Build a Windows 10 universal app
Now you can build one app that runs on all Windows 10 devices and design your pages so they render properly no matter what device is used to view them. Run your app on a Windows 10 phone, a Windows 10 desktop, or Xbox. It’s the same app package! With the introduction of the Windows 10 core and the Universal Windows Platform (UWP), one app package can run across all platforms.
If you want to get a sense of what’s possible, have a look at this UWP guide. Then, go ahead and build your first truly universal Windows app.
First download and install Microsoft Visual Studio. Make sure that the Universal Windows App Development Tools are selected from the optional features list. Without these tools, you won't be able to create your Windows 10 universal apps.
When you develop apps or test an app on a Windows 10 device, you must enable that device for development. You no longer need a developer license with Windows 10. Follow the steps here to enable your device.
When you've done that, notice that only one project appears in Solution Explorer. That's because your app is now truly adaptive and you only need one project to build it.
The project contains one page but you can add others. Each page renders on all devices that your project targets so you don't have to create multiple versions of them. If you want to optimize the experience of a page for a specific device, you most certainly can. We'll discuss that shortly.
The UWP introduces some new controls, such as the RelativePanel and SplitView controls, that adapt their appearance for different types of devices, layouts, and device orientations.
These controls do not yet appear in the Visual Studio toolbox and they won't render properly in the Visual Studio designer, but you can add them to your XAML file manually and then run your app to see how they appear in different types of devices.
You can see how a page renders on different devices without having to run your app on each device. Choose a device from a drop-down list at the top of your designer. The dimensions of the page that appears in your designer change with each selection. You can also choose to view your page in landscape or portrait mode.
To run your app, choose a device target from the drop-down list next to the Local Machine button on the Standard toolbar.
To see how your app appears on a tablet or desktop, run it locally, on a remote machine, or in a simulator. The simulator helps you simulate common touch and rotation events.
To see how your app appears on a different Windows device, choose an emulator or attach a device directly to your computer. To run the app with any of the emulators, you need to install Visual Studio on a physical machine. The physical machine must run Windows 8.1 (x64) Professional edition or higher, and have a processor that supports Client Hyper-V and Second Level Address Translation (SLAT). The emulators cannot run when Visual Studio is installed on a virtual machine.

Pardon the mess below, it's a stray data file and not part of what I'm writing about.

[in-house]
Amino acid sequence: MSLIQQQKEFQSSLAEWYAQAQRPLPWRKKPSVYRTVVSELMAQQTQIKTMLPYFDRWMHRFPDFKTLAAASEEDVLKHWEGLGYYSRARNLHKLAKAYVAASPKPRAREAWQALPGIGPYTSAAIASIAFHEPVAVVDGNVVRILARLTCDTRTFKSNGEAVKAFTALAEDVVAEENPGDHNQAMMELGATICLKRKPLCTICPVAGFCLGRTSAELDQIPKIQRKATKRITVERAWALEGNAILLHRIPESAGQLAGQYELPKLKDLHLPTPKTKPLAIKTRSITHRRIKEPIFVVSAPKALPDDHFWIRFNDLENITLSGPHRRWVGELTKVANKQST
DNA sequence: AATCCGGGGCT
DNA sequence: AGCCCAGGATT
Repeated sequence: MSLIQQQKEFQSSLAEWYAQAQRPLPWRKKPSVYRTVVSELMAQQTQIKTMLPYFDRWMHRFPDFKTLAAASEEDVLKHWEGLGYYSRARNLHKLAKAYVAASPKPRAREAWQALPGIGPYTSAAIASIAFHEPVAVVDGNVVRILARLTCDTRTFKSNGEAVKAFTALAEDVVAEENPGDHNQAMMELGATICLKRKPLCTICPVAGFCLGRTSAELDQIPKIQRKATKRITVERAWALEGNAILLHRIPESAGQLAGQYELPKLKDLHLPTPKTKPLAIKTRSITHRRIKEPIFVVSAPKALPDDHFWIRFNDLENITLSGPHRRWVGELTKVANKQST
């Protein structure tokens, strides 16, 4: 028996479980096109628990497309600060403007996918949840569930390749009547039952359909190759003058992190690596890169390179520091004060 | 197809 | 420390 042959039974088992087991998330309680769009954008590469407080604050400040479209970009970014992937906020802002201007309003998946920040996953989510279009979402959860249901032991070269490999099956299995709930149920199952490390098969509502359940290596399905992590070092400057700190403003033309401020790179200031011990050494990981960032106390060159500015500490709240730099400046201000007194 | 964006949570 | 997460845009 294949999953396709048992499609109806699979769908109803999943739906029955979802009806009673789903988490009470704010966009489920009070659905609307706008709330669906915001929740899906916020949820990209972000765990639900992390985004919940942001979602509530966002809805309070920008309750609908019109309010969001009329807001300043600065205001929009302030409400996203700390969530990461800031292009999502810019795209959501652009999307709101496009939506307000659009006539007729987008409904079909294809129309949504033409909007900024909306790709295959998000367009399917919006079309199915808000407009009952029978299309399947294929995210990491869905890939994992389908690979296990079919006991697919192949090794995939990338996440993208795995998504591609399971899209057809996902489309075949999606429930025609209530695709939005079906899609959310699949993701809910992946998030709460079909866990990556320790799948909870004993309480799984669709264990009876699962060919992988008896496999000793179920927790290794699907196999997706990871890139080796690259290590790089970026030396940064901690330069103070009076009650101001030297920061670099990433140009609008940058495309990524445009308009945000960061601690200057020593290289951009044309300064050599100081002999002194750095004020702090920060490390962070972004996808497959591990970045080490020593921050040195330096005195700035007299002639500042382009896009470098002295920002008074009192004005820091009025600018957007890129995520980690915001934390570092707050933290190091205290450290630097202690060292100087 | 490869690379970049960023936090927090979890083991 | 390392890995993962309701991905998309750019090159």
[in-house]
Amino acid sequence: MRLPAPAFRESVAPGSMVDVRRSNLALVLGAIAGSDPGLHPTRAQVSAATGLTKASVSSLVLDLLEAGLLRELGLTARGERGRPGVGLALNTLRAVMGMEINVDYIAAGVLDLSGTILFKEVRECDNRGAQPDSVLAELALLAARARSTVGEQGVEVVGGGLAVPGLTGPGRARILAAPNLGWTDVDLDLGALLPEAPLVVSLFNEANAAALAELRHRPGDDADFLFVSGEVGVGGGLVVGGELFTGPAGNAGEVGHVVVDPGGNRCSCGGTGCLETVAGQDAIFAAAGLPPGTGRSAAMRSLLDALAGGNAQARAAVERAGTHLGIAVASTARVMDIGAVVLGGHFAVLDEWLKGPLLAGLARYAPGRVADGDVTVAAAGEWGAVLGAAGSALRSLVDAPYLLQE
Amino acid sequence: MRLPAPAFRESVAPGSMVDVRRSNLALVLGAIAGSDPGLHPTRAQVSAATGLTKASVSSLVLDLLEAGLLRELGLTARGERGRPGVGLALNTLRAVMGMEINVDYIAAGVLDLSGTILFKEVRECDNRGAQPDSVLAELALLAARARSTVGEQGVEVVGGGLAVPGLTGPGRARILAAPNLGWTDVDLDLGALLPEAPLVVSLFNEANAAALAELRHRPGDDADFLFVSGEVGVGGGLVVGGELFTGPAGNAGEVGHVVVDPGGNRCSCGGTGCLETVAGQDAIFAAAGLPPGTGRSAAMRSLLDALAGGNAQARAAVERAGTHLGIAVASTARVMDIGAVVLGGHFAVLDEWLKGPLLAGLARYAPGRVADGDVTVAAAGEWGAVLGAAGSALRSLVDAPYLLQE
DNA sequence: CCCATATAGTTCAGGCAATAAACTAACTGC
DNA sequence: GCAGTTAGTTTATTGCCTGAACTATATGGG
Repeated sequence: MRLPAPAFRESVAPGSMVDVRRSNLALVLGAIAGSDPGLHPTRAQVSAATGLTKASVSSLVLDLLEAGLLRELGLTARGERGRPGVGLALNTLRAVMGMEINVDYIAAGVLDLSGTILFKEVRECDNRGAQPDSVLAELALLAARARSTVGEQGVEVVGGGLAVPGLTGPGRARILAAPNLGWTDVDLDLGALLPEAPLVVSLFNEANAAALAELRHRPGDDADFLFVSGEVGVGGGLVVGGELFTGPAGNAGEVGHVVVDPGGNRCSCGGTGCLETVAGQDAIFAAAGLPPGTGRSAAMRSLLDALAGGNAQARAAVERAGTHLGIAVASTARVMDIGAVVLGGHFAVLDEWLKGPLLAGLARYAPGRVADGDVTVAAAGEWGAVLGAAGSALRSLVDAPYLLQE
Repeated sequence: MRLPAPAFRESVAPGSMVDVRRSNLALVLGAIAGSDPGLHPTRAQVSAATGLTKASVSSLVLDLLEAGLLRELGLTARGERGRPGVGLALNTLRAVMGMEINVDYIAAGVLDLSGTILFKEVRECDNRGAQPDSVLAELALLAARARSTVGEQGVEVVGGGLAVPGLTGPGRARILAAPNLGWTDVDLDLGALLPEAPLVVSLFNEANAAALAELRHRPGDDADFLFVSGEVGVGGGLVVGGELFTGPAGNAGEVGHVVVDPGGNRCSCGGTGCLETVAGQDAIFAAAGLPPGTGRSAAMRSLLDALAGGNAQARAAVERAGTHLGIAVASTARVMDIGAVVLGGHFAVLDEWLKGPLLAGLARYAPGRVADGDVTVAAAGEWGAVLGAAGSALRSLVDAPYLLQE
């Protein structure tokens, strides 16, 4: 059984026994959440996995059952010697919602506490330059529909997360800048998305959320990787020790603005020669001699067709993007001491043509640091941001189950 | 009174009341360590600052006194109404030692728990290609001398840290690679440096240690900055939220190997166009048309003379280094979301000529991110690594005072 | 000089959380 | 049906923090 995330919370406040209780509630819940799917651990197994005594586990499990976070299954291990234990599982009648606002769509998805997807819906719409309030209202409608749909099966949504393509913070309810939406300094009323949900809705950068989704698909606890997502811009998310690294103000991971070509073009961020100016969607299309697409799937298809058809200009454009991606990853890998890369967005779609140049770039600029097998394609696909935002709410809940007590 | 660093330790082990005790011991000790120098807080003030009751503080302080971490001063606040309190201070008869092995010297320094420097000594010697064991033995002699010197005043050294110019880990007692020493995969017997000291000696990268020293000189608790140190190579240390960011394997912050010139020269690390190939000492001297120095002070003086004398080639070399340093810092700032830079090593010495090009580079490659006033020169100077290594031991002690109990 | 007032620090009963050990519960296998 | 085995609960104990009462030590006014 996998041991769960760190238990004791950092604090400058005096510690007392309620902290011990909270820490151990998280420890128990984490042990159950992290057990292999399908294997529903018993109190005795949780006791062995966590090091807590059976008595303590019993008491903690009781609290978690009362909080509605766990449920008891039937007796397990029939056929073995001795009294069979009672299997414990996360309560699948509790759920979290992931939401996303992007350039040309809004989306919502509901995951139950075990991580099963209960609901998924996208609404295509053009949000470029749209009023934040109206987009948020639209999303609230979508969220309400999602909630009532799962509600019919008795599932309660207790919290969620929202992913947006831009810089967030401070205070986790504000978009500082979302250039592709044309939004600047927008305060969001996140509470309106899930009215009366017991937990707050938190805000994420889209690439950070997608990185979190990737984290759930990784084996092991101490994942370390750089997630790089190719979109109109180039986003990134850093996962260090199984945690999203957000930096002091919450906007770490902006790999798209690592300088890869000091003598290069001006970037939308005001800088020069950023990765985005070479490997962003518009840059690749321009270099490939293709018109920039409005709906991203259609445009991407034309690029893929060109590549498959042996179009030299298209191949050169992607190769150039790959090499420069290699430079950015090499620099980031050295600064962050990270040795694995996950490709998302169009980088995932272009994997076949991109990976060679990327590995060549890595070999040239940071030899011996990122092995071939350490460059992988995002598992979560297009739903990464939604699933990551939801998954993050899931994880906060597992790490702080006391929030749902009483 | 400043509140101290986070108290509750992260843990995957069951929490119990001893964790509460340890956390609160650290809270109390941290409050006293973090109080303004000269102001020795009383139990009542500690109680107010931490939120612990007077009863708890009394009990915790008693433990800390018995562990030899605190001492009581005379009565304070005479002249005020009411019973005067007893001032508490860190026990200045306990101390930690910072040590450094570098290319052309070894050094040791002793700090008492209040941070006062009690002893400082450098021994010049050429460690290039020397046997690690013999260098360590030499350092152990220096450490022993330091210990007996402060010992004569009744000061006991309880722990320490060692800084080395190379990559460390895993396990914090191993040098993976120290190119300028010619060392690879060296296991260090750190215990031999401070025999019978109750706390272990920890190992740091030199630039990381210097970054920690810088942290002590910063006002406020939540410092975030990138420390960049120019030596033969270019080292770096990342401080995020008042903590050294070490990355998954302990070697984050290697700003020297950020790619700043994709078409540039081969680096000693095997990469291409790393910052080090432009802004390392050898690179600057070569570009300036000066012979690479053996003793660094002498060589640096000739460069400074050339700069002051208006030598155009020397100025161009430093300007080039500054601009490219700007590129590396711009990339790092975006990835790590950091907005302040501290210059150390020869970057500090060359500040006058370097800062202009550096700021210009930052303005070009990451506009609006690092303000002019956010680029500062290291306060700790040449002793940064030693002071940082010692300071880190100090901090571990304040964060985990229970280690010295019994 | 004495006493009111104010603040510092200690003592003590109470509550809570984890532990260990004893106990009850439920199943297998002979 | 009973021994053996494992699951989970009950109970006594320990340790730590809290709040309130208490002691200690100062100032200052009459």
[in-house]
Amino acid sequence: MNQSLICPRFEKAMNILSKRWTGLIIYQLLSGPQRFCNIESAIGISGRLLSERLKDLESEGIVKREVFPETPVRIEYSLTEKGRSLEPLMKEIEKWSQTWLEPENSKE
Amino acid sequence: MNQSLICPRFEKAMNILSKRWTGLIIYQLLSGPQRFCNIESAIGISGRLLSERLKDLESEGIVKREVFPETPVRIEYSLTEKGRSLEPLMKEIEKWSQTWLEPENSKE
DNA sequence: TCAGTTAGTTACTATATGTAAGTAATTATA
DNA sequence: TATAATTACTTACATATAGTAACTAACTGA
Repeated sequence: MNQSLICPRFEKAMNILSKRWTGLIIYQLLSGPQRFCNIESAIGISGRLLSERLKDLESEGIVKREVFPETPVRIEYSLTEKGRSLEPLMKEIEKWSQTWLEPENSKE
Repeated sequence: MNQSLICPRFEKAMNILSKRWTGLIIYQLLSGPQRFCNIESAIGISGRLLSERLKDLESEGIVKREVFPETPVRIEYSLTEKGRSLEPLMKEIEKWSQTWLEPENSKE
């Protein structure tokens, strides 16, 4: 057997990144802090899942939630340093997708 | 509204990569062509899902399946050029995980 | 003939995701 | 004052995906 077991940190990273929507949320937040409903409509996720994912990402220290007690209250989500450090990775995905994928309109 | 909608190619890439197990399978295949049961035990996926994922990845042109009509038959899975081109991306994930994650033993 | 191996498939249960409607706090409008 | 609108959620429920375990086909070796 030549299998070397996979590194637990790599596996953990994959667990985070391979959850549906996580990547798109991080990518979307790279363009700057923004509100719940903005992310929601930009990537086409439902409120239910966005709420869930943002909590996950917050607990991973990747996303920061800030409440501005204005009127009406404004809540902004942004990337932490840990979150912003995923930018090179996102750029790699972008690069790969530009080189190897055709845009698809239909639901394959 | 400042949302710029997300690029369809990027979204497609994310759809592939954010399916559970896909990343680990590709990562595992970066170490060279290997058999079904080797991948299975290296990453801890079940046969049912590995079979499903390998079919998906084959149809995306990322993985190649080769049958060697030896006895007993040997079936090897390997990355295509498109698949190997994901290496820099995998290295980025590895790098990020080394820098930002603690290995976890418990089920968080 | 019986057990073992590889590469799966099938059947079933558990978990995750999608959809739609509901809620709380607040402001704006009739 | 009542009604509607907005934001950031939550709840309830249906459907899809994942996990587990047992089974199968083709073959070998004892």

Most of your code will run on both PCs and mobile devices. Most likely, you won't have to do anything to make that happen. That's because most APIs have been converged into a single Windows Universal SDK. You can find that SDK in your list of project references as shown here.
However, sometimes, you'll have to write code that runs on only on a mobile device. To do that, open the Reference Manager dialog box, and then choose either the Microsoft Desktop Extension SDK for Universal App Platform or the Microsoft Mobile Extension SDK for Universal App Platform.
You'll have to make sure that an API is available on the running device before you use it. For example, this code assigns an event handler to the Windows.Phone.UI.Input.HardwareButtons.BackPressed event. The code compiles because your project contains a reference to the Microsoft Mobile Extension SDK, but what happens when a user runs this app on a PC?
The app would crash because a PC does not have a back button.
To address this issue, use the Windows.Foundation.Metadata.ApiInformation.IsTypePresent method to determine whether a type named Windows.Phone.UI.Input.HardwareButtons is available on the running device. If it is, then the app is running on a mobile device, and the code will execute without crashing the app. The following code does that.
if (Windows.Foundation.Metadata.ApiInformation.IsTypePresent("Windows.Phone.UI.Input.HardwareButtons")) Windows.Phone.UI.Input.HardwareButtons.BackPressed += HardwareButtons_BackPressed;
Use this pattern throughout your app to add device-specific functionality to your app experience.
Use design states in your XAML to specify how controls should appear based on things like the orientation of the device.
Microsoft Visual Studio 2015 RC does not yet contain features that help you add these design states but you can add them directly to your XAML file, and then run your app to see how they behave.
Sometimes you need more than adaptive controls and design states to achieve a tailored experience. No problem there. You can create device-specific views for your pages. they're not separate pages because they share the same code behind file.
Like device states, Visual Studio 2015 RC does not yet contain features that help you create these but you can add them to your projects manually.
Learn what code changes you need to make to port an existing Windows 8.1 universal app to use the UWP and then run your app on any Windows 10 device.
If you created any Windows 10 universal apps with a Visual Studio 2015 version that was released prior to Visual Studio 2015 RC, you need to retarget your project to the correct SDK for this RC release.
Q: Can I add my Windows 10 universal apps to the Windows store?
A: Not yet.
- UWP guide
- Port an existing Windows 8 universal app
- Windows 10 universal apps
- Build a Windows 8.1 universal app